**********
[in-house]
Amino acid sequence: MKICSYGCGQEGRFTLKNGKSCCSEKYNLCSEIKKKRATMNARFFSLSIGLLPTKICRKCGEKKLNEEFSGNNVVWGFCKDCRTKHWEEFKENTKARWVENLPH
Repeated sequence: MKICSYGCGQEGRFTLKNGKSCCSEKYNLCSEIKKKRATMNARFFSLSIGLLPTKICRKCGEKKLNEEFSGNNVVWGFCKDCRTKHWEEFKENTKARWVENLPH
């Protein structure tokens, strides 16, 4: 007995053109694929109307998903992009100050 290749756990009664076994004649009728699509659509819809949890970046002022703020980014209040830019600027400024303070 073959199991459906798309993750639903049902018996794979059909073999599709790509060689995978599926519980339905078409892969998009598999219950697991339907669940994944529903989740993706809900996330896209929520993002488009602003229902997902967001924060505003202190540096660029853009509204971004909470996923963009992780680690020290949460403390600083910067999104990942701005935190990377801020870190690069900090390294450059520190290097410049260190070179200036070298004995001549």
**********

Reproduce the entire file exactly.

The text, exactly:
[in-house]
Amino acid sequence: MKICSYGCGQEGRFTLKNGKSCCSEKYNLCSEIKKKRATMNARFFSLSIGLLPTKICRKCGEKKLNEEFSGNNVVWGFCKDCRTKHWEEFKENTKARWVENLPH
Repeated sequence: MKICSYGCGQEGRFTLKNGKSCCSEKYNLCSEIKKKRATMNARFFSLSIGLLPTKICRKCGEKKLNEEFSGNNVVWGFCKDCRTKHWEEFKENTKARWVENLPH
């Protein structure tokens, strides 16, 4: 007995053109694929109307998903992009100050 290749756990009664076994004649009728699509659509819809949890970046002022703020980014209040830019600027400024303070 073959199991459906798309993750639903049902018996794979059909073999599709790509060689995978599926519980339905078409892969998009598999219950697991339907669940994944529903989740993706809900996330896209929520993002488009602003229902997902967001924060505003202190540096660029853009509204971004909470996923963009992780680690020290949460403390600083910067999104990942701005935190990377801020870190690069900090390294450059520190290097410049260190070179200036070298004995001549």